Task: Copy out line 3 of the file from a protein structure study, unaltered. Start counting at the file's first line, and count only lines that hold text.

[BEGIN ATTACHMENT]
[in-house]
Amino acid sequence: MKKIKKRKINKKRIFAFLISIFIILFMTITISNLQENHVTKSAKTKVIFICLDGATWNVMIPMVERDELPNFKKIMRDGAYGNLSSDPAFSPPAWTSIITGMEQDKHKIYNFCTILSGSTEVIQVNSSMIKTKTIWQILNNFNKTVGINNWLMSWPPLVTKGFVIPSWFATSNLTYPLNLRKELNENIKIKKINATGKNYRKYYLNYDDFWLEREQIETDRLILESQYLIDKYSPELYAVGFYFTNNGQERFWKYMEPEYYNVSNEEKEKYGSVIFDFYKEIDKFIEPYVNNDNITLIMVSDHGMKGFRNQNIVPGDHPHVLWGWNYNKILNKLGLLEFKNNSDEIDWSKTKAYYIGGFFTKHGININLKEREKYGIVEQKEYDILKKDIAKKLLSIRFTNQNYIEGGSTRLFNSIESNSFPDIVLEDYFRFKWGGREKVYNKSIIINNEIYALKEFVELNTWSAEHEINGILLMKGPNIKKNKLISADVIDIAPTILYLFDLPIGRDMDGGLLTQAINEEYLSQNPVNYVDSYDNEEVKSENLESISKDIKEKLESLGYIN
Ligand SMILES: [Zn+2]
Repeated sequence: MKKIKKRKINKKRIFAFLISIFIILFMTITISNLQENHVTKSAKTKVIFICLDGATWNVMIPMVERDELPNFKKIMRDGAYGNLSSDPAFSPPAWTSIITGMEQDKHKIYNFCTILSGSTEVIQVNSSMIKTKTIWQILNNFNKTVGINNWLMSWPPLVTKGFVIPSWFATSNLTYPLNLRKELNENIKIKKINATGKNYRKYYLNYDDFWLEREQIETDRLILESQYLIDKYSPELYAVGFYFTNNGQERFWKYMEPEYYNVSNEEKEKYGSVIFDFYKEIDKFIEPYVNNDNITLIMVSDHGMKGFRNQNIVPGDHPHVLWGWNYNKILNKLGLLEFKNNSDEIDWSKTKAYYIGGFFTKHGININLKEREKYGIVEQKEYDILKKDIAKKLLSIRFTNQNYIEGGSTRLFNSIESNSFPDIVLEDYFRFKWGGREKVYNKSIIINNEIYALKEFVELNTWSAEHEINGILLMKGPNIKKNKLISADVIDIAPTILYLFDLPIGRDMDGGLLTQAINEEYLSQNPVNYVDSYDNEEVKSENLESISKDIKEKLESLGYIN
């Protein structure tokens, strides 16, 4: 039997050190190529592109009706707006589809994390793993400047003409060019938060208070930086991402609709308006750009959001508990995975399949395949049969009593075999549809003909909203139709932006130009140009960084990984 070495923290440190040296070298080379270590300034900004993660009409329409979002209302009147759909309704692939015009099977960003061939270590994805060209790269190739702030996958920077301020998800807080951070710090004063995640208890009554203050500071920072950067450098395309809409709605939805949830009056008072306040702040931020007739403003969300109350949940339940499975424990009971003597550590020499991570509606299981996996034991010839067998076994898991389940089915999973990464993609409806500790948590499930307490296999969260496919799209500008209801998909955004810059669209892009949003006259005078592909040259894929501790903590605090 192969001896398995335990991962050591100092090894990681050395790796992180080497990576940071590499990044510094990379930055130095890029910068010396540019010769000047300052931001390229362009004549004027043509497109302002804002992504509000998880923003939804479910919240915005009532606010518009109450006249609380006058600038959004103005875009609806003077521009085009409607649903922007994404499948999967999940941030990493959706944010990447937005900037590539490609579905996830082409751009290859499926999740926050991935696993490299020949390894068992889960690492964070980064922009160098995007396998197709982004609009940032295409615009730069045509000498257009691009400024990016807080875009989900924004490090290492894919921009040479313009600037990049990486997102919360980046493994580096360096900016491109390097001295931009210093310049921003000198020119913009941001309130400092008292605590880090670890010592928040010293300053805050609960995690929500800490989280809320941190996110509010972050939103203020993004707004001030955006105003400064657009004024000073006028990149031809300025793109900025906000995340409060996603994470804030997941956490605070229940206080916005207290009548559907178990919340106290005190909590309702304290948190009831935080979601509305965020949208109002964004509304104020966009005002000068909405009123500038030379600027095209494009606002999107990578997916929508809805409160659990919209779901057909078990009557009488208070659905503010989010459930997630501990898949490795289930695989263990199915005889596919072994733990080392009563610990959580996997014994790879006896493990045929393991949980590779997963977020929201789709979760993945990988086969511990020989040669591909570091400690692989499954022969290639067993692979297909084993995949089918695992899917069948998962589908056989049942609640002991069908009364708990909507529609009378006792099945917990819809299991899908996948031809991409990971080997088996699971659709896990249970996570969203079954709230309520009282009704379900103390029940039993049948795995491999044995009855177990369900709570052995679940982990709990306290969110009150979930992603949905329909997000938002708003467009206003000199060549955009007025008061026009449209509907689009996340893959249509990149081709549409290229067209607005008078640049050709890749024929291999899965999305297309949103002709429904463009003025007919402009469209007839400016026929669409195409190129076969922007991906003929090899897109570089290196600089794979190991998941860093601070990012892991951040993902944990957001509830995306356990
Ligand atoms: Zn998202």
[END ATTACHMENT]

Ligand SMILES: [Zn+2]